Most recently, market leader Google has been working to identify and actually discount links added to a site exclusively for this purpose. “Since the initiation of search there always have been ways to trick the engines, but the engines always wind up winning in the end,” says Khrysti Nazzaro, director of optimized services at search engine marketing company MoreVisibility.com.
This means retailers should look to emerging best practices in link building and sidestep tactics that could backfire under search engines’ increasing scrutiny of link quality. Here’s an example of such a tactic: The PageRank system, part of the Google algorithm, measures the popularity of a web site to determine how high in natural search results a site will appear. It’s possible for a heavily-visited site to elevate the PageRank of a less-visited site just by linking to it, a practice called “passing PageRank.”
Any number of popular media sites sell links for this purpose, according to Spencer. These links are different from paid search ads that link to products. But when Google finds them, it discounts links that a retailer buys merely to “pass PageRank.” “Google doesn’t want you to buy links and pass PageRank if the links are advertisements,” Spencer says.
Spencer adds that search engine algorithms can easily find various forms of link-buying masquerading as link-building. For instance, search engines frown on asking an author to post a link in an old web article or blog post, even if the content is relevant to a retailer’s keywords. Engine algorithms will likely flunk such links as “natural” listings by determining from cached pages that links are suddenly appearing from a web page that has had no updates for years.
Another link-building practice that engines can spot as unnatural is three-way linking, in which a web site asks to link to another site, and in exchange, asks that site to link to a third site that also links back to the original site. “If those sites don’t have any relevance to each other, the engines are able to see those kinds of multiple link relationships,” Nazzaro says.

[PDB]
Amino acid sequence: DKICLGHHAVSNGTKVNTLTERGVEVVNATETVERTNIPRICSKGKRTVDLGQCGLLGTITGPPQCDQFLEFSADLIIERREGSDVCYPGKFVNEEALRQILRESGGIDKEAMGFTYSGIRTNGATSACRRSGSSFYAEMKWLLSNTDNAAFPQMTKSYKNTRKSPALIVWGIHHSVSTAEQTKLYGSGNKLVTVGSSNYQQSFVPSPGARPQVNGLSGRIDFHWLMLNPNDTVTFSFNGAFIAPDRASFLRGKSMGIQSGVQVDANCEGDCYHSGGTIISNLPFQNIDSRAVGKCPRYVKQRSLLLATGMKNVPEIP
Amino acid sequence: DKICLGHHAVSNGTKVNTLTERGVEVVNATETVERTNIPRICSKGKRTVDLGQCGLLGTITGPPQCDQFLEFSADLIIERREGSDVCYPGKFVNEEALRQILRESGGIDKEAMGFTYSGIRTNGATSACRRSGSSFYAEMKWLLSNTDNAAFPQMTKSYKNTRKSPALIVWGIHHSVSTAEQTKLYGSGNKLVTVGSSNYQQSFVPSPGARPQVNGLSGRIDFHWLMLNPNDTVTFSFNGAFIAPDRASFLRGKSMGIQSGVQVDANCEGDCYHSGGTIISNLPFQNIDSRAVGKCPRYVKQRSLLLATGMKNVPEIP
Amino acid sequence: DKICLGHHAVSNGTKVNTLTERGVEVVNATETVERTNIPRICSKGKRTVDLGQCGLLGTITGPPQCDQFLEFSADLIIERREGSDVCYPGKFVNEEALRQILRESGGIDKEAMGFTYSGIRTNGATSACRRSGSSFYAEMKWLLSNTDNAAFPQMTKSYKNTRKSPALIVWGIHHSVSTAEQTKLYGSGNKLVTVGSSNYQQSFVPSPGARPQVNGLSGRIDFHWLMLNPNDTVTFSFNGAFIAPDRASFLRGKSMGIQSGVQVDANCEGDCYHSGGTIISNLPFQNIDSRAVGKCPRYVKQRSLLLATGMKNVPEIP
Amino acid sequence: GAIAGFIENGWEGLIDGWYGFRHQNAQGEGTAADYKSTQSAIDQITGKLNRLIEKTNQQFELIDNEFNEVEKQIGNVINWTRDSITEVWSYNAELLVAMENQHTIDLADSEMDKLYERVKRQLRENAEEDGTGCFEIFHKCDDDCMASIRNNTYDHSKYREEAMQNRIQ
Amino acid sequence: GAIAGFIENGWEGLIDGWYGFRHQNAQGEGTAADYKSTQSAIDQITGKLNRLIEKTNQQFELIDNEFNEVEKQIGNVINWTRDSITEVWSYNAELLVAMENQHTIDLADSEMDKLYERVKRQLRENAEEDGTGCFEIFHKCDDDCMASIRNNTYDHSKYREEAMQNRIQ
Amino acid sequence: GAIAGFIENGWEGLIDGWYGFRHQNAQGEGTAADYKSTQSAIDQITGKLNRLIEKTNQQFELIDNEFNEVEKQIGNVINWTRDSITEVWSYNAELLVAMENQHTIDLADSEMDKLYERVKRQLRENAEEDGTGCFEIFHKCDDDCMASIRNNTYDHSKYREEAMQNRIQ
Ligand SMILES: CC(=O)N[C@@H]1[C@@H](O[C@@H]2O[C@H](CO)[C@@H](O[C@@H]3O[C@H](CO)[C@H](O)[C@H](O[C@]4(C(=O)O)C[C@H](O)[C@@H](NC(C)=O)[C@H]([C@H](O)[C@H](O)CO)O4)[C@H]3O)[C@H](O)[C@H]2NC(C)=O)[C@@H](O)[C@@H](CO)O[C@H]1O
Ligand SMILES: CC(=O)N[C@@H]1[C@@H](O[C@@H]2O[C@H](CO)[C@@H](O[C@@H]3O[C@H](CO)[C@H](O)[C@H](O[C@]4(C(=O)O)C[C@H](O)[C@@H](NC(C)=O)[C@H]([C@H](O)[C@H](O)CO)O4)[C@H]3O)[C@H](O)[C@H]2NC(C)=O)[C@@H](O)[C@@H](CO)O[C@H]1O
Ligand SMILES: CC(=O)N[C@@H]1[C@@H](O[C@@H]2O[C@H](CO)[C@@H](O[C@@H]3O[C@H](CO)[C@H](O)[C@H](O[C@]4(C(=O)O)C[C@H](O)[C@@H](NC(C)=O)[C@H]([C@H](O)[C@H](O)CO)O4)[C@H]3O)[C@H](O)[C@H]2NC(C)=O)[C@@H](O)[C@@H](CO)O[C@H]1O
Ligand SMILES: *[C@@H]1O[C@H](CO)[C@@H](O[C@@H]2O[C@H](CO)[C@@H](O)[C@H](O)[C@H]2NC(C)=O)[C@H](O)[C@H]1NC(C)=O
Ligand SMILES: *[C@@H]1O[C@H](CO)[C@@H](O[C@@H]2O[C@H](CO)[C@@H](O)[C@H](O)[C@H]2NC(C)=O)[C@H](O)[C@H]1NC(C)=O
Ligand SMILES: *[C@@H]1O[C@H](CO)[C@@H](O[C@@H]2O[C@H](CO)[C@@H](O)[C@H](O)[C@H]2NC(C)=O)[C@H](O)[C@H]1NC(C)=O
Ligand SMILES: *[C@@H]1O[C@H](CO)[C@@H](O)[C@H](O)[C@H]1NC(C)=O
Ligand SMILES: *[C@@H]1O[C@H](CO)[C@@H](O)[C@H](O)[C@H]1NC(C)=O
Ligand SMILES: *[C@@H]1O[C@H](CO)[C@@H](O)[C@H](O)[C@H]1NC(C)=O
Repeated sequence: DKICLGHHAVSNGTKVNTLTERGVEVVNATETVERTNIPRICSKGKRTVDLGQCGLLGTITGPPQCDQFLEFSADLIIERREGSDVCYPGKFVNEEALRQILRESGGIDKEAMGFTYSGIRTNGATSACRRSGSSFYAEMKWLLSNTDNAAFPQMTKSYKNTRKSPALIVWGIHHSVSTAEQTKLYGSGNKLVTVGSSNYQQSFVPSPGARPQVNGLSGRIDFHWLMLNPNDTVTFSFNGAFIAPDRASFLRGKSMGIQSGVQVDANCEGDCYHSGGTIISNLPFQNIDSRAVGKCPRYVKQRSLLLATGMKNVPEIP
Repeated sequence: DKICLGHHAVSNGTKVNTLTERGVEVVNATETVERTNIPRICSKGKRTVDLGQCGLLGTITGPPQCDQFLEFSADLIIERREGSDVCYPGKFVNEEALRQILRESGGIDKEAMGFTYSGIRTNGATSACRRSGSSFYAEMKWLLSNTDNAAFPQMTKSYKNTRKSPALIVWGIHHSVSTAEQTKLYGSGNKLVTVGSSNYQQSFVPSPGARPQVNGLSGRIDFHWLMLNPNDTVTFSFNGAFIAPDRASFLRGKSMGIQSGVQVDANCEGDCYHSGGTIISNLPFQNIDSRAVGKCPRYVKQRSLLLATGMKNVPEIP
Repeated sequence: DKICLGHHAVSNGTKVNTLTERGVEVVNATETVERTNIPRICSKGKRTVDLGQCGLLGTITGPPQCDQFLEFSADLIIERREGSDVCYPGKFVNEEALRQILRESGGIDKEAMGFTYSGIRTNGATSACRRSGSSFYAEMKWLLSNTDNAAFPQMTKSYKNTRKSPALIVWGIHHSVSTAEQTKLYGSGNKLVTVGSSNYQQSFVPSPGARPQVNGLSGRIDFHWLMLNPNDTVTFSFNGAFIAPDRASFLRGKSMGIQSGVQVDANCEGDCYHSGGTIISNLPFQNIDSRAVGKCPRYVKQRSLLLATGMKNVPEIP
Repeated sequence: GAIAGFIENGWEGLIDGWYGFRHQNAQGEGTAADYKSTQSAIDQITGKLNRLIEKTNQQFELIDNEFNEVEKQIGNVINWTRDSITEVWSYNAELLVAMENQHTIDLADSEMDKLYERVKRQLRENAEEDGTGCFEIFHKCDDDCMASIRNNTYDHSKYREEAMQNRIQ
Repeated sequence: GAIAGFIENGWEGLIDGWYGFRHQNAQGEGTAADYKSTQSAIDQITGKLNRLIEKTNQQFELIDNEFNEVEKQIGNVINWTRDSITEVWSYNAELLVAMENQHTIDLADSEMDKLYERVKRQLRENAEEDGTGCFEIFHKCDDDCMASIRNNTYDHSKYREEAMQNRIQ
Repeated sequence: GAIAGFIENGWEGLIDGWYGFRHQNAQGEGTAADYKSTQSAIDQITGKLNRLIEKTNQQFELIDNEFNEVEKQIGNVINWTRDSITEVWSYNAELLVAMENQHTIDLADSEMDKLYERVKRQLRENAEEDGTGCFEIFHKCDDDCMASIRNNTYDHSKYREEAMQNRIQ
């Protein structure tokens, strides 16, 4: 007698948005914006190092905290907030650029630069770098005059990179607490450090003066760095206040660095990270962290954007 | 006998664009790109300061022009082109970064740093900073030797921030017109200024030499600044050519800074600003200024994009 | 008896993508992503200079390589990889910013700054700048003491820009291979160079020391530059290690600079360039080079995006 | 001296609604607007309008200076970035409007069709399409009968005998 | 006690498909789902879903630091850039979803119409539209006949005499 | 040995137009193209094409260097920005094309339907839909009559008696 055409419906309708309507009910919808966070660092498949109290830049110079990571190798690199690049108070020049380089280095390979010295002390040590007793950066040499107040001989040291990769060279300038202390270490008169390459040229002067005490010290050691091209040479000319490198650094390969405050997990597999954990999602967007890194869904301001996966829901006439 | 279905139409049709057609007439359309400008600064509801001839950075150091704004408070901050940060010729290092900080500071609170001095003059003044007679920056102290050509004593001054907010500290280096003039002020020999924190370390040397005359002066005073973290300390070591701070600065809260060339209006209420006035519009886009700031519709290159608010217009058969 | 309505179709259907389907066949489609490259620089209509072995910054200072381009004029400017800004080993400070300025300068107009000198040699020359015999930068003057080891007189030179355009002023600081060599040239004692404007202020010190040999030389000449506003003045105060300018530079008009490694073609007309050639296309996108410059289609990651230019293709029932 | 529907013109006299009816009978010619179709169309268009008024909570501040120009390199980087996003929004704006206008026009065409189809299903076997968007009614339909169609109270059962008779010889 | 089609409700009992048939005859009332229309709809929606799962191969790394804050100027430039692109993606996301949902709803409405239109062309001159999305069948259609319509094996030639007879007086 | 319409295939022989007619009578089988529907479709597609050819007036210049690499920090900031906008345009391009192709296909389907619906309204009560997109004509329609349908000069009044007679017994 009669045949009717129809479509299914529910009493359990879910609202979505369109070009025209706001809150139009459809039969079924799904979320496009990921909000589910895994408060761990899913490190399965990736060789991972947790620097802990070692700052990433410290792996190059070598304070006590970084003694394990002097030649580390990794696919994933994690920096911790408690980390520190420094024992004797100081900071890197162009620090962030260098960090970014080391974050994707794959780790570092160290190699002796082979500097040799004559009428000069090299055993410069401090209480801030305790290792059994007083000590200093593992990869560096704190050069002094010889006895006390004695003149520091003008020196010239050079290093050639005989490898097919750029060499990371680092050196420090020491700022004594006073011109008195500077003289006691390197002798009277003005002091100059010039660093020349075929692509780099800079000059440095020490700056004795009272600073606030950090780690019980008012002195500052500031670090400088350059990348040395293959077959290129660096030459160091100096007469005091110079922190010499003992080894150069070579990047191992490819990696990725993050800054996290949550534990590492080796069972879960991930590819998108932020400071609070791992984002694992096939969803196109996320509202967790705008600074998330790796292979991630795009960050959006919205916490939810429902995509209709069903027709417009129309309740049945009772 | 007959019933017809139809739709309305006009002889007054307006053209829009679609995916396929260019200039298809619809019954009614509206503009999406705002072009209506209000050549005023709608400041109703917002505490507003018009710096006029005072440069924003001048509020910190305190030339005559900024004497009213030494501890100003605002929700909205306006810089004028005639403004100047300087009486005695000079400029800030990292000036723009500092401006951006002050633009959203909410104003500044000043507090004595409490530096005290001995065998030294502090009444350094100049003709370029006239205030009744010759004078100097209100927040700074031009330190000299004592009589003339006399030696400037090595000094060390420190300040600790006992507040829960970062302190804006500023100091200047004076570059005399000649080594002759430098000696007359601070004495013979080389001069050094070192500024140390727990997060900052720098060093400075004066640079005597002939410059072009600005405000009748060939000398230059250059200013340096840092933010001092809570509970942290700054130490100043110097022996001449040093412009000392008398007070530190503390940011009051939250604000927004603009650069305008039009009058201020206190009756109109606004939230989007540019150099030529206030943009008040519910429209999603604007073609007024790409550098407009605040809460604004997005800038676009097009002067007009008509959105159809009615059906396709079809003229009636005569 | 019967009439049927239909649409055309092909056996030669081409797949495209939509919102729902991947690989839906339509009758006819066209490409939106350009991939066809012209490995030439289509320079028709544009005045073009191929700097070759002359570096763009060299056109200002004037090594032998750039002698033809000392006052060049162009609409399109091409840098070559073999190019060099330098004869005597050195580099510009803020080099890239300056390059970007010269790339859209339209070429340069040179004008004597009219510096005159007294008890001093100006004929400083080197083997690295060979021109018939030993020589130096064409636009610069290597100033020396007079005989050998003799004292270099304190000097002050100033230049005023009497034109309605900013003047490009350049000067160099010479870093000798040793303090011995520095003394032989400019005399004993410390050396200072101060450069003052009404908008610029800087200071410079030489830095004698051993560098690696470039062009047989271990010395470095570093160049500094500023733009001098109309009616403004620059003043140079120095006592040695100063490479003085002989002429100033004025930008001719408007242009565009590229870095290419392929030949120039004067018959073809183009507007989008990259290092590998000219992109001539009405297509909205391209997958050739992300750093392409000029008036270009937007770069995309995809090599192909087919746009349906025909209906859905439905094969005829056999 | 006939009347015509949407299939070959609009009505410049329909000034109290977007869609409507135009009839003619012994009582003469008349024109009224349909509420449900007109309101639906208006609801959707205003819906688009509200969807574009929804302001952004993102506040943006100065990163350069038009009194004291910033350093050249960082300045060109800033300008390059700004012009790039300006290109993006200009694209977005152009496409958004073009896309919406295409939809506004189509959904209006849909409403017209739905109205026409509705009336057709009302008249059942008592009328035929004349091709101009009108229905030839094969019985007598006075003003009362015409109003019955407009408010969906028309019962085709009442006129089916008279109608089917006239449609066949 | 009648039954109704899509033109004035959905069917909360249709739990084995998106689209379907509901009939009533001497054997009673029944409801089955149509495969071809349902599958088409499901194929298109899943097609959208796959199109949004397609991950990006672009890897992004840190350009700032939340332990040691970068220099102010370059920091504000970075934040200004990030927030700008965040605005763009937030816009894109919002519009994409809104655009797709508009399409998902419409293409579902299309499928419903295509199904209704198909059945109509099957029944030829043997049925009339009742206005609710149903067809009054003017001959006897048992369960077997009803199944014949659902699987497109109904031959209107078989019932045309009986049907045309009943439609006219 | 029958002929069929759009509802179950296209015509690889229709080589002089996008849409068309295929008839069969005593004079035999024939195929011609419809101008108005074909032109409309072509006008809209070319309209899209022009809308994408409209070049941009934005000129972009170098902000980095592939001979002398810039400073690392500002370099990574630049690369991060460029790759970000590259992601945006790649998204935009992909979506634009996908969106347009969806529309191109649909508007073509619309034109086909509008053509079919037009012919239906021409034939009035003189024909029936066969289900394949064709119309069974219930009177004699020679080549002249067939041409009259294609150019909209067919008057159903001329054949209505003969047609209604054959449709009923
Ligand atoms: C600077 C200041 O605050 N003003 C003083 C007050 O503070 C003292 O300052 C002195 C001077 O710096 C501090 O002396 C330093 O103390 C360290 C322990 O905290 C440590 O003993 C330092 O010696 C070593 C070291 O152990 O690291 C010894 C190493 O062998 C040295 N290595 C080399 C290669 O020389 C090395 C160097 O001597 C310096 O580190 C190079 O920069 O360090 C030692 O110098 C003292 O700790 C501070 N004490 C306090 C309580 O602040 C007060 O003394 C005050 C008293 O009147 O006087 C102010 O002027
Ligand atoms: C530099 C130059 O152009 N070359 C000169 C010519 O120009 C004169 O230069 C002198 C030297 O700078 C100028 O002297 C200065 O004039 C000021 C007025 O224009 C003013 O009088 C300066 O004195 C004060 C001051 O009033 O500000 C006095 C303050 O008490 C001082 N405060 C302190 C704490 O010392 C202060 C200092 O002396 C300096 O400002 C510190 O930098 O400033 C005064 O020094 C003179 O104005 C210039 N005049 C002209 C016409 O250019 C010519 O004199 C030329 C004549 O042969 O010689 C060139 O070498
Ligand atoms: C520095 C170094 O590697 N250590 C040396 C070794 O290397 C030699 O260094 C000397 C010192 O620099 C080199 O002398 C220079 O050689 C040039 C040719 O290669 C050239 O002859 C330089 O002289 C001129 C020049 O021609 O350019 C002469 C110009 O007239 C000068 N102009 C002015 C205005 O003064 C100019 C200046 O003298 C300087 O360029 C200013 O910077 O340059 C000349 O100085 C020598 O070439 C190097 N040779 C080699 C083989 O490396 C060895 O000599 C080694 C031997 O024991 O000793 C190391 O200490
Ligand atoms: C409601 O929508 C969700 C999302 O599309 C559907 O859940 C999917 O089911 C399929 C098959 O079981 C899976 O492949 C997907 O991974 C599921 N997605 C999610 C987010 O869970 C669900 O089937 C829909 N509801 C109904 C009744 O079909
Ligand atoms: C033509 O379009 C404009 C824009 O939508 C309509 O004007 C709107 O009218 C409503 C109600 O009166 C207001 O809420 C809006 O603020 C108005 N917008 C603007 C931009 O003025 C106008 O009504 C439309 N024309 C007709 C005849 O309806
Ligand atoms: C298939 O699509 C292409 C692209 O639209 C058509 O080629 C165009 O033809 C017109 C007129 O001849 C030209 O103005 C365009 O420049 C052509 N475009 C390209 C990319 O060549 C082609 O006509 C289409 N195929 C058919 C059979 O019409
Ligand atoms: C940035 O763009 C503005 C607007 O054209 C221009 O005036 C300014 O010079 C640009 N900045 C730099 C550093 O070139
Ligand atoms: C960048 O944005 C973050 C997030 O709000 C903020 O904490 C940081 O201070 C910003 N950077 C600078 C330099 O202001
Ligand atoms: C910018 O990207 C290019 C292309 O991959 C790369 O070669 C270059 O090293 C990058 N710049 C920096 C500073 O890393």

With search engines increasingly calling the shots on what outside links will or will not help with list rankings, what opportunities are available to online retailers looking to build links while steering clear of algorithmic biases? Plenty, say search engine optimization experts.
For starters, general directories such as the open-source Demoz.org or niche directories such as BabyBusiness.com can provide online retailers with a source of outside links. So does the Yahoo Directory, the still-existing, human-edited, searchable data base of submitted listings that preceded Yahoo’s web-crawling search engine.
The directories span both free and paid options, such as the Yahoo Directory. Though search optimization experts say the best outside links are naturally-occurring-for instance, a web site or blog about parenting might link to a recommended item at an online toy store-paid links aren’t all bad in terms of their ability to help boost a listing in natural search results, says Eric Papczun, director of natural search optimization at DoubleClick Performics Inc.
Not necessarily bad